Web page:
Horse chestnuts are the knobbly bits or growths found on a horse above the knee area of the front legs and below the hock of the hind legs. They can grow over time and can be soft or dry & brittle. They grow in layers and depending on the texture can be peeled or shaved off (sometimes falling off on their own). Being that chestnuts are growths from the horse's body they carry a bit of the horse's scent in them. Not knowing much about horses I learned recently that horses' scents are individual. I hadn't thought of that before but I guess it makes sense since scents (hahaha did you like that?) can be individual to other living beings. I already had a small chunk that I tinctured a year ago. I wanted more so I put out a request to a group of soapers who are also horse owners. Several said they'd send some to me and yesterday I received an envelope (thank you Shannon) with chestnuts from 4 different horses. I'm really excited about this because just from sniffing the little bags they're in I could tell that each one, while having that horse-y smell, was a bit different in it's scent and odor intensity.
|Chestnut from 24 y/o Appaloosa|
Learning this made me wonder how differently the tinctures would come out, how much of the horse-y smell would come through in the alcohol. The chestnuts that I have are from horses that range in age from 8-24 yrs. Whether age or breed makes a difference I don't know but I'm thrilled to start this experiment and see what comes of it. There's probably someone's findings on this subject somewhere on the web but I like to do some things myself. :^)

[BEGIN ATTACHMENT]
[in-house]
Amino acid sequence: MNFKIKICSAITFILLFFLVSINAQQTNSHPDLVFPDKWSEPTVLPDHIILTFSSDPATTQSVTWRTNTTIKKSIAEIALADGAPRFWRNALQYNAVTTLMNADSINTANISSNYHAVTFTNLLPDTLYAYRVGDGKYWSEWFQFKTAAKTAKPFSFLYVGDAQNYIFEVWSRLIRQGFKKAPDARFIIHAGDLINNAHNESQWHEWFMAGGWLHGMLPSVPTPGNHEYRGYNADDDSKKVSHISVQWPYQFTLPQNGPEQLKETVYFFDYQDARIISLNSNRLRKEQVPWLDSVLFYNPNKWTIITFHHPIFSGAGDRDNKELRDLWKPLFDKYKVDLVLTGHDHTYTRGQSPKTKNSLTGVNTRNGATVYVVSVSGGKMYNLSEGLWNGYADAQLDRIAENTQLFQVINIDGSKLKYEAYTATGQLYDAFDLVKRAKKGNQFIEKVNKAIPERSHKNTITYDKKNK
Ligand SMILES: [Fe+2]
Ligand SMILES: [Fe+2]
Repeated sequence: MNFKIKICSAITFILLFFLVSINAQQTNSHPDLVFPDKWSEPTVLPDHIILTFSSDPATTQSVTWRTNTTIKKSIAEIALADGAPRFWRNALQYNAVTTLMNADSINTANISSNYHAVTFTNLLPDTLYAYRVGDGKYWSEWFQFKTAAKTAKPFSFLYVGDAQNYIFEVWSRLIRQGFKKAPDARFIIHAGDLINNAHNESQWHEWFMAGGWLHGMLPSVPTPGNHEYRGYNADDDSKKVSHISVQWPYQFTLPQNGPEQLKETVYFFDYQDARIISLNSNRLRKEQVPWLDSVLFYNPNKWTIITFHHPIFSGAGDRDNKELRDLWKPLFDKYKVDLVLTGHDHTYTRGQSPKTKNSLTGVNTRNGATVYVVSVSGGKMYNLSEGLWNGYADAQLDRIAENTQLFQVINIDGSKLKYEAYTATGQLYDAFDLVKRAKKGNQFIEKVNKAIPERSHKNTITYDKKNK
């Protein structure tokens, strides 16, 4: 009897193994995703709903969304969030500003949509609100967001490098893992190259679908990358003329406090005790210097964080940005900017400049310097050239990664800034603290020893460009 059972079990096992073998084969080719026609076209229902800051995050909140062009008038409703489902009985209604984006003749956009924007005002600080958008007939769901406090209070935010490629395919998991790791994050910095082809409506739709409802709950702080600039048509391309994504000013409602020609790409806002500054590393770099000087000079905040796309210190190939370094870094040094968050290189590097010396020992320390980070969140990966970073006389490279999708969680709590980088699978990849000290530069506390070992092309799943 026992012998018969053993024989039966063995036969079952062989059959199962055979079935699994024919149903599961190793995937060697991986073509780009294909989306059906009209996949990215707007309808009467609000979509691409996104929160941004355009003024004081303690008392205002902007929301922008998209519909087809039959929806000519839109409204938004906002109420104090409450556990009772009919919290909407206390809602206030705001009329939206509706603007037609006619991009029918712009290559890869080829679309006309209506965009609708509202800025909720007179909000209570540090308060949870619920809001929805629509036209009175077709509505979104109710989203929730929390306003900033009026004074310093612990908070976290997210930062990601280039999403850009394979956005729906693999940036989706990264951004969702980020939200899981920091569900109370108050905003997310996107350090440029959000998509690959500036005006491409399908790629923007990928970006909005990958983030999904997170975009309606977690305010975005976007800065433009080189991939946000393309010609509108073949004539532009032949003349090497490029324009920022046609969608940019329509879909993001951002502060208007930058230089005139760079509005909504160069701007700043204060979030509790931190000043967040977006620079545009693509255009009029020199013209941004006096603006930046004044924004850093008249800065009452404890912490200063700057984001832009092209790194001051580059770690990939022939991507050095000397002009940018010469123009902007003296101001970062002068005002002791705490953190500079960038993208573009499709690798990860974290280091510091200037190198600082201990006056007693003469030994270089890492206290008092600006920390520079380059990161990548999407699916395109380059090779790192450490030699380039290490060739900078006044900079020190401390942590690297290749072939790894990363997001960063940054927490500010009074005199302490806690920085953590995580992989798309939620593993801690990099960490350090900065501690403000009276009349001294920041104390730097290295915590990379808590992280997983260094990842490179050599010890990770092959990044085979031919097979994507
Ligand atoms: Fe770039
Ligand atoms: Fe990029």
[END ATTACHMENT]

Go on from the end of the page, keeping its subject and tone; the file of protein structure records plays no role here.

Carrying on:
I started working on a white flower accord. The first sample was just the flower essences. The second had horse chestnut tincture added. What I noticed was that in the first sample jasmine came through very strong. In the second the jasmine was tamed while the michelia alba took over. I also noticed it cut some of the headiness of the florals. I haven't done the skin test with these yet but will update when I do.
Note: The name Horse Chestnut also refers to the nut of the Aesculus hippocastanum tree. To learn more about horse chestnut/night eyes you can search "chestnut & night eyes" or "chestnut & horse anatomy".